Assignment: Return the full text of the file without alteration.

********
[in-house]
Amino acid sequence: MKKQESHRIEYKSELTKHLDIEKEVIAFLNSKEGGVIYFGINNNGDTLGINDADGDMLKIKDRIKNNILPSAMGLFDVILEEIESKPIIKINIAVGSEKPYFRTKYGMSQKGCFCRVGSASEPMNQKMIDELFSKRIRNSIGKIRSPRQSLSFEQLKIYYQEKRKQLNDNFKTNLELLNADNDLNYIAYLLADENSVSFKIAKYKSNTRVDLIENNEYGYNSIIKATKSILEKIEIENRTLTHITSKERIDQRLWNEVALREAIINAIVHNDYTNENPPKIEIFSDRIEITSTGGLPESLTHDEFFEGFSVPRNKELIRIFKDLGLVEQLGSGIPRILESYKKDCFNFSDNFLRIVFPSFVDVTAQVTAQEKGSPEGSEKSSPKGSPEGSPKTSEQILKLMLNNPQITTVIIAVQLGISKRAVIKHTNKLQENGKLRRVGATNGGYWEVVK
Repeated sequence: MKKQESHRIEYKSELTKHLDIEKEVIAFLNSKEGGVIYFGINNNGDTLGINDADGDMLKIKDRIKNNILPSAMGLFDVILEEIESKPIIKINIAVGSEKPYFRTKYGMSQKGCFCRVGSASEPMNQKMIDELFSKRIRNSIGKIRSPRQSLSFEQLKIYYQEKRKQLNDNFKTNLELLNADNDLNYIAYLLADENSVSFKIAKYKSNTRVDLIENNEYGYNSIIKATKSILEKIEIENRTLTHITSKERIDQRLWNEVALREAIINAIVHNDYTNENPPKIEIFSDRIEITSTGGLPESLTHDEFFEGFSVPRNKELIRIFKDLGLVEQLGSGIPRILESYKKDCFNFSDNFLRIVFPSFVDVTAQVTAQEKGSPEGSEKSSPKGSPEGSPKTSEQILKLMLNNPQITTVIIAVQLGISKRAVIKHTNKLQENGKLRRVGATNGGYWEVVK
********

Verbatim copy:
[in-house]
Amino acid sequence: MKKQESHRIEYKSELTKHLDIEKEVIAFLNSKEGGVIYFGINNNGDTLGINDADGDMLKIKDRIKNNILPSAMGLFDVILEEIESKPIIKINIAVGSEKPYFRTKYGMSQKGCFCRVGSASEPMNQKMIDELFSKRIRNSIGKIRSPRQSLSFEQLKIYYQEKRKQLNDNFKTNLELLNADNDLNYIAYLLADENSVSFKIAKYKSNTRVDLIENNEYGYNSIIKATKSILEKIEIENRTLTHITSKERIDQRLWNEVALREAIINAIVHNDYTNENPPKIEIFSDRIEITSTGGLPESLTHDEFFEGFSVPRNKELIRIFKDLGLVEQLGSGIPRILESYKKDCFNFSDNFLRIVFPSFVDVTAQVTAQEKGSPEGSEKSSPKGSPEGSPKTSEQILKLMLNNPQITTVIIAVQLGISKRAVIKHTNKLQENGKLRRVGATNGGYWEVVK
Repeated sequence: MKKQESHRIEYKSELTKHLDIEKEVIAFLNSKEGGVIYFGINNNGDTLGINDADGDMLKIKDRIKNNILPSAMGLFDVILEEIESKPIIKINIAVGSEKPYFRTKYGMSQKGCFCRVGSASEPMNQKMIDELFSKRIRNSIGKIRSPRQSLSFEQLKIYYQEKRKQLNDNFKTNLELLNADNDLNYIAYLLADENSVSFKIAKYKSNTRVDLIENNEYGYNSIIKATKSILEKIEIENRTLTHITSKERIDQRLWNEVALREAIINAIVHNDYTNENPPKIEIFSDRIEITSTGGLPESLTHDEFFEGFSVPRNKELIRIFKDLGLVEQLGSGIPRILESYKKDCFNFSDNFLRIVFPSFVDVTAQVTAQEKGSPEGSEKSSPKGSPEGSPKTSEQILKLMLNNPQITTVIIAVQLGISKRAVIKHTNKLQENGKLRRVGATNGGYWEVVK